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Rolnick Observatory keeps track of earth-shaking events around the globe

Published 7:22 am, Wednesday, July 16, 2014

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  • Bob Meadows, vice president of the Westport Astronomical Society, stands in front of the ground vault that holds instruments that measure seismic activity. Photo: Jarret Liotta / Westport News
    Bob Meadows, vice president of the Westport Astronomical Society, stands in front of the ground vault that holds instruments that measure seismic activity. Photo: Jarret Liotta

 

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Talk about sensitive.

Many Westporters might be surprised to learn the site of the Rolnick Observatory is not only an astronomical center, but the epicenter for earthquake monitoring in this part of Connecticut.

"We've been a reporting station for the New England Seismic Network for about five years," said Dan Wright, president of the Westport Astronomical Society.

In fact, since June 2008, the observatory has been the site of one of only two other seismographs with official reporting status in Connecticut. The other is at Yale University.

"The Westport Astronomical Society's main goal is to advance a better understanding of science, no matter the discipline," Wright said.

"Science applies to everything we do in our daily lives," he said. "Science affects us all."

That's why the WAS, which has operated the observatory on Bayberry Lane since 1975 -- open to the public free every Wednesday night when skies are clear -- was happy to honor the request to install the system.

"The people at Boston College were looking for a location," said Bob Meadows, director of the observatory and WSA vice president. Boston College originally oversaw the NESN, but data collected through the Rolnick now goes directly to the U.S. Geological Survey, based in New Mexico. "I guess we had the conditions they needed. We provide power and an Internet connection to them."

"Originally, we had the instruments up in the tower, under our telescope, but it was too unstable," Wright said, referring to the three-story observatory tower which houses the 14-inch refractor telescope, situated on the southeast side of the property. "The instruments are very, very sensitive."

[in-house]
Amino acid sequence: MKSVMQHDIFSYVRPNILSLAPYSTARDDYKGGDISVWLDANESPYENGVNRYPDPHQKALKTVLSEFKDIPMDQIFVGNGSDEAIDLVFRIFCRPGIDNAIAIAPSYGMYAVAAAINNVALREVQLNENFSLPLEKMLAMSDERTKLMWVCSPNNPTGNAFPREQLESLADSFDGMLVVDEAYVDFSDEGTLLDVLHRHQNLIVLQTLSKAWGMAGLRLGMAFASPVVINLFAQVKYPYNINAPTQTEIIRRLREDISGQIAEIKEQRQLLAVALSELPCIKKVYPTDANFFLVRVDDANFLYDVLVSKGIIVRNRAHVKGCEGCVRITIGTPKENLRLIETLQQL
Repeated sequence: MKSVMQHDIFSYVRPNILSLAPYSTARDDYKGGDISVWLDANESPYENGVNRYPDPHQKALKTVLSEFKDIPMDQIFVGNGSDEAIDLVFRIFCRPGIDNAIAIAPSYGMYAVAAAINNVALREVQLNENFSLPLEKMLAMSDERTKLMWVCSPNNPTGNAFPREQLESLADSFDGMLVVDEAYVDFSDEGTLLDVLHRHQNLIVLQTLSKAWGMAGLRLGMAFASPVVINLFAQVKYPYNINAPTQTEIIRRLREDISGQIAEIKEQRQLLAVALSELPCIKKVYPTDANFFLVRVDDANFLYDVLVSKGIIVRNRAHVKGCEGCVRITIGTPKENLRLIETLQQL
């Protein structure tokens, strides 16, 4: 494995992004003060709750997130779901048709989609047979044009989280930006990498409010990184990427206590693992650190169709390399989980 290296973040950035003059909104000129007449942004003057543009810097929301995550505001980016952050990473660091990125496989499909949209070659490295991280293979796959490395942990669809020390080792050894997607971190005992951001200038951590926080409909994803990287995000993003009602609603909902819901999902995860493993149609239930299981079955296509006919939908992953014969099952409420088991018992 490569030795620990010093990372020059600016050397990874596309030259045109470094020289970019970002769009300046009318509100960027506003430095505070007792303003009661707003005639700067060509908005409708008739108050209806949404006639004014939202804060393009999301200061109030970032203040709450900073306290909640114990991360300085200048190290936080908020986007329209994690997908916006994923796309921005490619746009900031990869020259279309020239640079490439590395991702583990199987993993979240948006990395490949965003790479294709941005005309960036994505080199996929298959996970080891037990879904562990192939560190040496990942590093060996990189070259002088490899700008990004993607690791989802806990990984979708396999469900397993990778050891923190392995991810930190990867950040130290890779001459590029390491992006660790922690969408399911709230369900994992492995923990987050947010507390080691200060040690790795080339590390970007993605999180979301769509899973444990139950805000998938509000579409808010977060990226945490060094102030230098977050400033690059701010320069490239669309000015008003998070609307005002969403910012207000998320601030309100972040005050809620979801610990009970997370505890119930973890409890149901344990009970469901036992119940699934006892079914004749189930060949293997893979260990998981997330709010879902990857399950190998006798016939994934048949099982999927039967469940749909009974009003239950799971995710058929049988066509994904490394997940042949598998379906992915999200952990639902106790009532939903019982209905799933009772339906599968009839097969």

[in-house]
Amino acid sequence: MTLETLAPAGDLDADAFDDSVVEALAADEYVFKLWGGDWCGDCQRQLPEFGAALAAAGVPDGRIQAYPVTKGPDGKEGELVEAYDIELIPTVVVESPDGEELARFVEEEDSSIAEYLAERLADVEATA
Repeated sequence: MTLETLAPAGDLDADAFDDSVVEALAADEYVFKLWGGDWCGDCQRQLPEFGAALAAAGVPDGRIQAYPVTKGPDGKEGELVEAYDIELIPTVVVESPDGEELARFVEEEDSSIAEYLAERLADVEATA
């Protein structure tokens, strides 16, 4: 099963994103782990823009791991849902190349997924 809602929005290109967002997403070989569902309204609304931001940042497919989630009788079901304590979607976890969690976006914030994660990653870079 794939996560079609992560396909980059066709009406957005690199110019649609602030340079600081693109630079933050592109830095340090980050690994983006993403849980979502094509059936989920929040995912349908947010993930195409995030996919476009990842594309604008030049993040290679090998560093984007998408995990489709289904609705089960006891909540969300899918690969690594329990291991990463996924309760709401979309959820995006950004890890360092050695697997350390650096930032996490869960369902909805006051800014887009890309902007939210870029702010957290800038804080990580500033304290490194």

"The tower would move with the wind and stuff," including the foot traffic from its use," Meadows said.

Instead, a hole was dug on the northeast side of the property, where two large plastic garbage cans were set in concrete and thickly insulated in fiberglass to allow the sensitive machines to function undisturbed.

A conduit was dug 30 feet or so to the small office building, where the machines are hooked up to a computer-sized processing device, which then feeds into the internet, where it's transmitted back to New Mexico.

"We all agreed on a good location, got permission from the town and other than a few internet glitches, we've been reporting seismic activity ever since," Wright said.

"The vault is locked at the observatory by the USGS so we don't have access to the contents," Wright said, though they were able to take a look at it last December, when the USGS came to upgrade the instruments.

"Understanding ourselves and our home helps us better understand our universe and our place inside of it," Curtis said.

"Everything is connected in some way or another."

The Rolnick Observatory data is viewable through Boston College's Weston Observatory website at http://bit.ly/1roB0j5.

For more information on the Rolnick Observatory and the Westport Astronomical Society, www.was-ct.org